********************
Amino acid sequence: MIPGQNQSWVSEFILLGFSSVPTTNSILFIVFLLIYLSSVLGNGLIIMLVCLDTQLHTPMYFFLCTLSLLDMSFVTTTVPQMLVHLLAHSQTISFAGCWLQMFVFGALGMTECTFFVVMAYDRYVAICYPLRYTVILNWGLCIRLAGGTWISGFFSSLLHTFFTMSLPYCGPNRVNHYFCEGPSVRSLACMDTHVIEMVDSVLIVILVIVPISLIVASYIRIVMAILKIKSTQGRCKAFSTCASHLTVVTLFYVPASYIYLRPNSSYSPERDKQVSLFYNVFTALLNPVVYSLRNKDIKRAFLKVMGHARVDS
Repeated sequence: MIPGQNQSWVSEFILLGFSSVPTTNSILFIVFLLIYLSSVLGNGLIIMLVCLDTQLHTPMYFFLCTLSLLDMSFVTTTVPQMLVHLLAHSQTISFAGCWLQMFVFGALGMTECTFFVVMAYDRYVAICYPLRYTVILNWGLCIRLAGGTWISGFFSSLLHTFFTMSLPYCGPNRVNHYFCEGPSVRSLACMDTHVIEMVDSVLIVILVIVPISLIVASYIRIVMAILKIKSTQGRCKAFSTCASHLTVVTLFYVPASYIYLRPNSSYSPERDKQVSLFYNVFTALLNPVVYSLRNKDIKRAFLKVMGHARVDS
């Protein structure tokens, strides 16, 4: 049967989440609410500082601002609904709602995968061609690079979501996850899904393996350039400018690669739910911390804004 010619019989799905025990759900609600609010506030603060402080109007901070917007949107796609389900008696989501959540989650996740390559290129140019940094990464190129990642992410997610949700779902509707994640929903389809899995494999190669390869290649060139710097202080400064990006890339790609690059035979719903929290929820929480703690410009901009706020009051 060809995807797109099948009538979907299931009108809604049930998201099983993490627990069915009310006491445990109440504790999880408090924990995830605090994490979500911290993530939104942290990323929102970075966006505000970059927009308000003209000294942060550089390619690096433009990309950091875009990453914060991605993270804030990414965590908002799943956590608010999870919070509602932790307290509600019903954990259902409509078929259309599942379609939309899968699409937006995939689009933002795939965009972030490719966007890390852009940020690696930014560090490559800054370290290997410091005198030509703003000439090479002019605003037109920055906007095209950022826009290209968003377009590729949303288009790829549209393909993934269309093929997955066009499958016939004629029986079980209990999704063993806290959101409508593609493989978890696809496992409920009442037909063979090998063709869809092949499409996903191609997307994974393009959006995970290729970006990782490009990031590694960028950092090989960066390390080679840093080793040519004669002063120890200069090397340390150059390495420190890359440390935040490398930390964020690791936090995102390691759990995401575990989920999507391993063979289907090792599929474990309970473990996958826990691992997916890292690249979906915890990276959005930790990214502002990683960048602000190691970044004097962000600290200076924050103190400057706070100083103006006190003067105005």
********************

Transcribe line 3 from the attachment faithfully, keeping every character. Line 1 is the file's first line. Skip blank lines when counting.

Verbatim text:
């Protein structure tokens, strides 16, 4: 049967989440609410500082601002609904709602995968061609690079979501996850899904393996350039400018690669739910911390804004 010619019989799905025990759900609600609010506030603060402080109007901070917007949107796609389900008696989501959540989650996740390559290129140019940094990464190129990642992410997610949700779902509707994640929903389809899995494999190669390869290649060139710097202080400064990006890339790609690059035979719903929290929820929480703690410009901009706020009051 060809995807797109099948009538979907299931009108809604049930998201099983993490627990069915009310006491445990109440504790999880408090924990995830605090994490979500911290993530939104942290990323929102970075966006505000970059927009308000003209000294942060550089390619690096433009990309950091875009990453914060991605993270804030990414965590908002799943956590608010999870919070509602932790307290509600019903954990259902409509078929259309599942379609939309899968699409937006995939689009933002795939965009972030490719966007890390852009940020690696930014560090490559800054370290290997410091005198030509703003000439090479002019605003037109920055906007095209950022826009290209968003377009590729949303288009790829549209393909993934269309093929997955066009499958016939004629029986079980209990999704063993806290959101409508593609493989978890696809496992409920009442037909063979090998063709869809092949499409996903191609997307994974393009959006995970290729970006990782490009990031590694960028950092090989960066390390080679840093080793040519004669002063120890200069090397340390150059390495420190890359440390935040490398930390964020690791936090995102390691759990995401575990989920999507391993063979289907090792599929474990309970473990996958826990691992997916890292690249979906915890990276959005930790990214502002990683960048602000190691970044004097962000600290200076924050103190400057706070100083103006006190003067105005």